Nov 12

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Iran Economy Latest News – 2012/11/12


_ The inflation rate in Iran rose by 1.4 percent in the sixth Iranian calendar month (Tehran Times)

The Central Bank of Iran has reported that inflation rate has been rising since the beginning of the current year, so that the rate was 21.8 percent in the first calendar month of Farvardin.

The intelligence unit of The Economist has predicted that the inflation rate in Iran will fall to 21 percent in the next Iranian calendar year from 30 percent in the current year, ISNA reported.

In its October report, The Economist predicted that the inflation rate will decline to 17 percent in the calendar year, which ends in March 2015.

Meanwhile, International Monetary Fund (IMF) says Iran will manage to bring its inflation rate lower and boost its economic growth in 2013 in the face of Western sanctions imposed on the country.



_ The Dark Side of Economic Sanctions (Global Post)

Humanitarian concerns led the US Office of Foreign Assets Control to revise some key elements of Iran’s economic sanctions last month, allowing American companies to export medical supplies to Iran. Medicine shortages have affected an estimated six million Iranians, according to the Center for Research on Globalization.

In a UN report released on October 5, General Secretary Ban Ki Moon said that the sanctions were adversely affecting humanitarian efforts in Iran. “Even companies that have obtained the requisite license to import food and medicine are facing difficulties in finding third-country banks to process the transactions,” he wrote.

20121107 sanctions iran


Iran Proposes Joint telecom Satellite for ECO (Tehran Times)

Iranian Minister of Information and Communications Technology Reza Taqipour has proposed member states of the Economic Cooperation Organization with manufacturing a joint satellite for telecommunication purposes.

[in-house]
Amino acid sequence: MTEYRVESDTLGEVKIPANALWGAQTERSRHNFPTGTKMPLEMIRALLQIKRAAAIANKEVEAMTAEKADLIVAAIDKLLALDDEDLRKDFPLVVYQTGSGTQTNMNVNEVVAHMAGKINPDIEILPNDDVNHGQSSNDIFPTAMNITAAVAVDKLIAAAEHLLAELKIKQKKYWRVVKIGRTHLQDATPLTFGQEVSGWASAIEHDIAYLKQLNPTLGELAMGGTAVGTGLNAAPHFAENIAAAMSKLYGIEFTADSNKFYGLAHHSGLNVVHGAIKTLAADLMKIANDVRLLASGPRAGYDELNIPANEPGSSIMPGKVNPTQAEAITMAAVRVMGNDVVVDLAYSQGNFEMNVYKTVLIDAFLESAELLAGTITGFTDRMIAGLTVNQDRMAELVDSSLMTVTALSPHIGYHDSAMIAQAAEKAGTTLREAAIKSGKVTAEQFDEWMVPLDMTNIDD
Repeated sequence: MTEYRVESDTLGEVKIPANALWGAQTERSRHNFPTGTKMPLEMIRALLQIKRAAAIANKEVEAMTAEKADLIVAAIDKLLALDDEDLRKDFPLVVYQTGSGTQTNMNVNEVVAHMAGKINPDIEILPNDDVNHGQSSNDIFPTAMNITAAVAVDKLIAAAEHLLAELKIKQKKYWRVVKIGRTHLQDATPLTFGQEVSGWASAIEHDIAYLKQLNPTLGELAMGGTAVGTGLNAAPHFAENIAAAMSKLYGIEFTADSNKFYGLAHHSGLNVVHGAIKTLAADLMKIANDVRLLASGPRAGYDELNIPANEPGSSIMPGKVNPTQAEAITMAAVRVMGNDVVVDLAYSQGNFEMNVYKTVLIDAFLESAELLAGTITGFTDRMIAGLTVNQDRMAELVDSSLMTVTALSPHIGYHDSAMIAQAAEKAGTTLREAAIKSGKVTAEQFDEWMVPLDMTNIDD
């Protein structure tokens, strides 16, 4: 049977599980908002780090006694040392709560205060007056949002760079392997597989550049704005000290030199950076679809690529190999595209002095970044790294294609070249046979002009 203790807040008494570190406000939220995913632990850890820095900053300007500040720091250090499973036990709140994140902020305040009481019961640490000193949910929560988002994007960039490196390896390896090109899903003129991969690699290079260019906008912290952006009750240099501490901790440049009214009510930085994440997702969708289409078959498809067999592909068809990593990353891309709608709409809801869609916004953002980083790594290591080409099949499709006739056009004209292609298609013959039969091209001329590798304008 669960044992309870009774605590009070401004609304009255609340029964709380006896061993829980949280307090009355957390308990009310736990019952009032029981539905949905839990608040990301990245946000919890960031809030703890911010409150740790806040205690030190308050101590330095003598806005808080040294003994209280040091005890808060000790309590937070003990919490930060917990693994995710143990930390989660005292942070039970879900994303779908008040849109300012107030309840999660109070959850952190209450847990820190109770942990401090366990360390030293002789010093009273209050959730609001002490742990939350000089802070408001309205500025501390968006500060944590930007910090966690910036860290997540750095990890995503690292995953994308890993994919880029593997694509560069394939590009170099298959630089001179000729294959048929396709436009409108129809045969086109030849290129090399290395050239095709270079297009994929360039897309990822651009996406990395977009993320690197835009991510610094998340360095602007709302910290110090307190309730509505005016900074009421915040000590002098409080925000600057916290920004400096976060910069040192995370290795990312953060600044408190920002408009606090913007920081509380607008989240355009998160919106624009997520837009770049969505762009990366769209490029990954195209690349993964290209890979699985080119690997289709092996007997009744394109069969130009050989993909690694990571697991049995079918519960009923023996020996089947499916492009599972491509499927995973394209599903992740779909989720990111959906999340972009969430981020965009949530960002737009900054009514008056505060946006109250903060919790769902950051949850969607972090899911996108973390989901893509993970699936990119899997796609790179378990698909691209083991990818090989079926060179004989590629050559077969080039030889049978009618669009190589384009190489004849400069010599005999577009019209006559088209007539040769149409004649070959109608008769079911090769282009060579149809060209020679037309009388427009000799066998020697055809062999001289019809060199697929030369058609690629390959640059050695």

_Iran bans ‘luxury’ imports in bid to boost sanctions-hit economy  (The Washington Post)

Iran’s sanctions-fighting “resistance economy” suddenly got a lot leaner, less flashy and perhaps a bit more uncomfortable.

The Islamic Republic announced Thursday a ban on imports of 75 so-called luxury products — ranging from high-end cars to coffee to toilet paper — part of efforts to promote domestic products and stem the outflow of dollars and other foreign currency as Western economic pressures increasingly choke off Iran’s commerce and critical oil revenue.

_ Pressures on Iranian Economy (Business Recorder)
The Iranian parliament has summoned President Ahmedinejad for the second time in less than a year to explain his economic policies at a time when the country is clearly facing an economic crisis. The government of Iran is currently battling crippling trade sanctions due to its failure to convince the international nuclear watchdog that it is not engaged in developing a nuclear weapons programme – a factor that accounts for the free fall of the Iranian rial from 9407.5 per dollar in 2007 to one rial equivalent to 0.0001 US dollar this week.
Economic performance in Iran has shown a small contraction because of a Western ban on oil exports whose impact is spilling over into other sectors, the International Monetary Fund said on Sunday.”The projection that we have shows small contraction in Iran economy during 2012 and an increase in inflationary pressure in the same period,” the IMF”s head of Middle East and Central Asia, Masood Ahmed, told AFP in Dubai where he presented the Fund”s Regional Economic Outlook report. IMF figures released last month forecast an economic contraction in Iran of 0.9 percent this year, and mild growth of 0.8 percent in 2013.
Iranian manufacturers and builders face serious shortages of steel and other metals as a new EU export ban adds to troubles for an economy already reeling from sanctions on its finances and oil exports. Reliant on imports to make up a shortfall in its own steel production, data shows Iran’s purchases of foreign steel already falling as buyers are being hit by EU and U.S. measures that hinder banks, insurers and others supporting trade with Tehran until Iran agrees to alter its nuclear program.

An Iranian works at the Mobarakeh Steel Complex, some 460 kilometers south of Tehran.


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